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. 2005 May;113(5):590-6.
doi: 10.1289/ehp.7743.

Public Health and Economic Consequences of Methyl Mercury Toxicity to the Developing Brain

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Free PMC article

Public Health and Economic Consequences of Methyl Mercury Toxicity to the Developing Brain

Leonardo Trasande et al. Environ Health Perspect. .
Free PMC article

Abstract

Methyl mercury is a developmental neurotoxicant. Exposure results principally from consumption by pregnant women of seafood contaminated by mercury from anthropogenic (70%) and natural (30%) sources. Throughout the 1990s, the U.S. Environmental Protection Agency (EPA) made steady progress in reducing mercury emissions from anthropogenic sources, especially from power plants, which account for 41% of anthropogenic emissions. However, the U.S. EPA recently proposed to slow this progress, citing high costs of pollution abatement. To put into perspective the costs of controlling emissions from American power plants, we have estimated the economic costs of methyl mercury toxicity attributable to mercury from these plants. We used an environmentally attributable fraction model and limited our analysis to the neurodevelopmental impacts--specifically loss of intelligence. Using national blood mercury prevalence data from the Centers for Disease Control and Prevention, we found that between 316,588 and 637,233 children each year have cord blood mercury levels > 5.8 microg/L, a level associated with loss of IQ. The resulting loss of intelligence causes diminished economic productivity that persists over the entire lifetime of these children. This lost productivity is the major cost of methyl mercury toxicity, and it amounts to $8.7 billion annually (range, $2.2-43.8 billion; all costs are in 2000 US$). Of this total, $1.3 billion (range, $0.1-6.5 billion) each year is attributable to mercury emissions from American power plants. This significant toll threatens the economic health and security of the United States and should be considered in the debate on mercury pollution controls.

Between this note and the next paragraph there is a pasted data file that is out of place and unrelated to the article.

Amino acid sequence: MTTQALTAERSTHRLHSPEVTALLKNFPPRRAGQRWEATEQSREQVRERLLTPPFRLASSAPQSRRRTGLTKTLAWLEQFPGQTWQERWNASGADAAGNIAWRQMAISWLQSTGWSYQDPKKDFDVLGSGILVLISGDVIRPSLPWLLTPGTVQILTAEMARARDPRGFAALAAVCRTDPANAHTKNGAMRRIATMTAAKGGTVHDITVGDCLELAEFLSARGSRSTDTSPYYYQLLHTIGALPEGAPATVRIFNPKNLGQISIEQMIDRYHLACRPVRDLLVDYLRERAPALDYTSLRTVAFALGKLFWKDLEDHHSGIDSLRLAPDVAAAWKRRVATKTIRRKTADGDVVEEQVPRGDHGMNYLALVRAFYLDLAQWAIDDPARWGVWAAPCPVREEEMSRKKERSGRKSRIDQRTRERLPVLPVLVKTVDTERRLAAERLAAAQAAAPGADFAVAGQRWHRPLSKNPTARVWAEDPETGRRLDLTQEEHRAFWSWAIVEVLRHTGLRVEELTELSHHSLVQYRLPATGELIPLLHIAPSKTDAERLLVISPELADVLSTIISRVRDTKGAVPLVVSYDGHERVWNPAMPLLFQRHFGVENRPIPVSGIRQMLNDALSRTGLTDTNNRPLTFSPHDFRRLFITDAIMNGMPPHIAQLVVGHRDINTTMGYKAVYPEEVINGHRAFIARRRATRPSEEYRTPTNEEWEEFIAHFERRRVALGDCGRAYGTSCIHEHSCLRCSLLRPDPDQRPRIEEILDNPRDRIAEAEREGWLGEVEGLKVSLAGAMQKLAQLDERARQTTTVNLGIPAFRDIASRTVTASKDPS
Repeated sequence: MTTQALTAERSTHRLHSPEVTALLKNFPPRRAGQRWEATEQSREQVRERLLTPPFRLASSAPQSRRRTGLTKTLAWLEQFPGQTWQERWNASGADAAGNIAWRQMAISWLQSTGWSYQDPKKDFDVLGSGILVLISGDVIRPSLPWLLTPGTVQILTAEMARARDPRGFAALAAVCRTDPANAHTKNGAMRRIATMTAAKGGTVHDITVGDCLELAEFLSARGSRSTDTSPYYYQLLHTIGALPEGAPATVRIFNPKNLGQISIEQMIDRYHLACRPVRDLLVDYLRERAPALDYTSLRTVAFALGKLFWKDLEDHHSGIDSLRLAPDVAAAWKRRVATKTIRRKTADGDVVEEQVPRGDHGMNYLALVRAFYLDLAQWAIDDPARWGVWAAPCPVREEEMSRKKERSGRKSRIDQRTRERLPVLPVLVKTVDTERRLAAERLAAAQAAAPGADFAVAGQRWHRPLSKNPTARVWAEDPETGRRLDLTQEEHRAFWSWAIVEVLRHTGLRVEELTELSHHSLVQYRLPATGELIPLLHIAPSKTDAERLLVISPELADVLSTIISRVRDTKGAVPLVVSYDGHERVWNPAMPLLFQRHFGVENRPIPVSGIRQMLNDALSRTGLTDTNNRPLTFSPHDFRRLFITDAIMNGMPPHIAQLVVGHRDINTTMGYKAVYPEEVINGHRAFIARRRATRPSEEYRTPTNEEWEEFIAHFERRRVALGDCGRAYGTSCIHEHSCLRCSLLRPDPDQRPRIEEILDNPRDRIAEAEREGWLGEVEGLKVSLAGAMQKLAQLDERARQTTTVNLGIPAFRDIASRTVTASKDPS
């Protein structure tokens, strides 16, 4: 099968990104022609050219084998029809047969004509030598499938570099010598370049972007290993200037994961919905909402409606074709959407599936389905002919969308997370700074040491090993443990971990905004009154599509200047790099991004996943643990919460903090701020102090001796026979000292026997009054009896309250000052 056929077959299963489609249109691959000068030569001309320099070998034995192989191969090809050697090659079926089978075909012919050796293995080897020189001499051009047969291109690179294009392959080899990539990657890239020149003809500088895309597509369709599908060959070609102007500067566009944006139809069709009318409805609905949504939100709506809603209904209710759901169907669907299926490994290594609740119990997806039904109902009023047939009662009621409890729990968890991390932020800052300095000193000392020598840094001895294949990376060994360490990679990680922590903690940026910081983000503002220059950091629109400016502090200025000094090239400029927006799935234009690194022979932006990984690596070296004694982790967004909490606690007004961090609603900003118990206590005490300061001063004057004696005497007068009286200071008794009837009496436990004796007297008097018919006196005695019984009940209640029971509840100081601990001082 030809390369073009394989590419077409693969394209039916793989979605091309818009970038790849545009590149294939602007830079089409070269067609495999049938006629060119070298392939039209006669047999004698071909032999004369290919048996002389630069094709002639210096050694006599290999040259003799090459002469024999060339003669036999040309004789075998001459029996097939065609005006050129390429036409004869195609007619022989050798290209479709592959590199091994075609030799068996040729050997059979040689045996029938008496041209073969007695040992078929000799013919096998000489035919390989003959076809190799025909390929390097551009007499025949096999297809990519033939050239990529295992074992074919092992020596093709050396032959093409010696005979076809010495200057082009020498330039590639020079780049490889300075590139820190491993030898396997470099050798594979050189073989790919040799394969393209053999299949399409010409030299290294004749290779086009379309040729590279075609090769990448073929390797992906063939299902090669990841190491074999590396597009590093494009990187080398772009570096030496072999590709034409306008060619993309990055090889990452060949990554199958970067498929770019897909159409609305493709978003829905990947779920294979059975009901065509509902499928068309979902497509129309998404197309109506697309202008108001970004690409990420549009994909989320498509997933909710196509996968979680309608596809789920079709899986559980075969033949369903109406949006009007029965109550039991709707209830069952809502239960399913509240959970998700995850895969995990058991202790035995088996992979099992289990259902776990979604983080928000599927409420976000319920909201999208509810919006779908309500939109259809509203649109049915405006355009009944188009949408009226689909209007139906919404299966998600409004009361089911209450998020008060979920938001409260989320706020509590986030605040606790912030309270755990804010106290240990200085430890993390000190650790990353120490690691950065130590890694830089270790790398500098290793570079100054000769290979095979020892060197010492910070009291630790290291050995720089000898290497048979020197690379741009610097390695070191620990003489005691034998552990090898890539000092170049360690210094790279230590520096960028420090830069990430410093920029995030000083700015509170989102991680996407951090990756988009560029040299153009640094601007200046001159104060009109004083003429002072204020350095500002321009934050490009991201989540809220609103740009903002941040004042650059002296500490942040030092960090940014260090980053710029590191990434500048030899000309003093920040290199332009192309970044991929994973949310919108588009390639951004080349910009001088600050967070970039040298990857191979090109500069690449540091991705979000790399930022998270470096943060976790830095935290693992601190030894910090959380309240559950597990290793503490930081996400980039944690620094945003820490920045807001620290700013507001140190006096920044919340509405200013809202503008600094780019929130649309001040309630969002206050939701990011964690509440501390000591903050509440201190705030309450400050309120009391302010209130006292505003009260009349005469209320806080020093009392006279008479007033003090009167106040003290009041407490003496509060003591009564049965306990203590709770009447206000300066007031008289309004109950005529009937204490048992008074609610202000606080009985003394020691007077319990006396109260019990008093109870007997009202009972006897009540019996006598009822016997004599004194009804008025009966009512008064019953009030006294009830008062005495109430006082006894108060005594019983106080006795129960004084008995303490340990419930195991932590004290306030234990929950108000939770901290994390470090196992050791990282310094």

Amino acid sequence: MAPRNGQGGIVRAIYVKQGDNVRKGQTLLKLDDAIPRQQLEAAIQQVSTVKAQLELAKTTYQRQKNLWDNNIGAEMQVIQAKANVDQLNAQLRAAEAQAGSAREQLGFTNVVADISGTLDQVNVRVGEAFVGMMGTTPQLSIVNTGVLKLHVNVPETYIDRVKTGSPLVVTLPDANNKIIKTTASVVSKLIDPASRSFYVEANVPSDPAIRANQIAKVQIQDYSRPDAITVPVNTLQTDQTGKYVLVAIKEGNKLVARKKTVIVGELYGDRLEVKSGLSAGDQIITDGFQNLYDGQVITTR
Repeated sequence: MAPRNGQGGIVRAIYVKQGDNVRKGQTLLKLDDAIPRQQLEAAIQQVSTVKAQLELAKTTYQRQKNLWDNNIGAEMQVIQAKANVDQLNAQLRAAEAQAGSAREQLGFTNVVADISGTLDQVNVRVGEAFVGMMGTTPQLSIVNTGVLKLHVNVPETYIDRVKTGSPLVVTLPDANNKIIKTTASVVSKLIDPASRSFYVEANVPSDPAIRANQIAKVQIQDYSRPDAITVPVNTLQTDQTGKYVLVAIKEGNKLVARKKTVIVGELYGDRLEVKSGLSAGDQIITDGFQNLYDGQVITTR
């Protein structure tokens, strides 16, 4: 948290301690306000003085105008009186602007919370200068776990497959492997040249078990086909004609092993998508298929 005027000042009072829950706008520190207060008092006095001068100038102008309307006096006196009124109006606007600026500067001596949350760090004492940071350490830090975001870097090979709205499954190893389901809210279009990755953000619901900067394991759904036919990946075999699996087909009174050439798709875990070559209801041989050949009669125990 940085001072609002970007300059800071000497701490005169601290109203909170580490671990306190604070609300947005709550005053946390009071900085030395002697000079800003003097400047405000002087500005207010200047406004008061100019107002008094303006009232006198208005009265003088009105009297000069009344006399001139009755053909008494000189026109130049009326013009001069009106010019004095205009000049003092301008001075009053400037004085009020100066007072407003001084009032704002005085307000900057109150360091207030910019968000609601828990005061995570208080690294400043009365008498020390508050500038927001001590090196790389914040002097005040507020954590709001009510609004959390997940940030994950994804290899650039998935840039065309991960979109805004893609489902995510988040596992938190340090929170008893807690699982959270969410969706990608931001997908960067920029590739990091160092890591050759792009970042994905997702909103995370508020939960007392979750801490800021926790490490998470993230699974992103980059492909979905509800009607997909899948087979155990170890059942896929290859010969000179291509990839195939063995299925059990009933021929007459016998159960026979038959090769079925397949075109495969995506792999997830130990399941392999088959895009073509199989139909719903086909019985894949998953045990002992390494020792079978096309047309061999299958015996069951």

Figures

Figure 1
Figure 1. Portions of cost of methyl mercury exposure attributed to sources. Assumptions: 18–36% attributable to American sources; 41% of American emissions attributable to American power plants.

Comment in

  • Mercury from fish does not reduce children's IQs.
    Schwartz J. Schwartz J. Environ Health Perspect. 2006 Jul;114(7):A399-400; author reply A400-1. doi: 10.1289/ehp.114-a399c. Environ Health Perspect. 2006. PMID: 16835038 Free PMC article. No abstract available.

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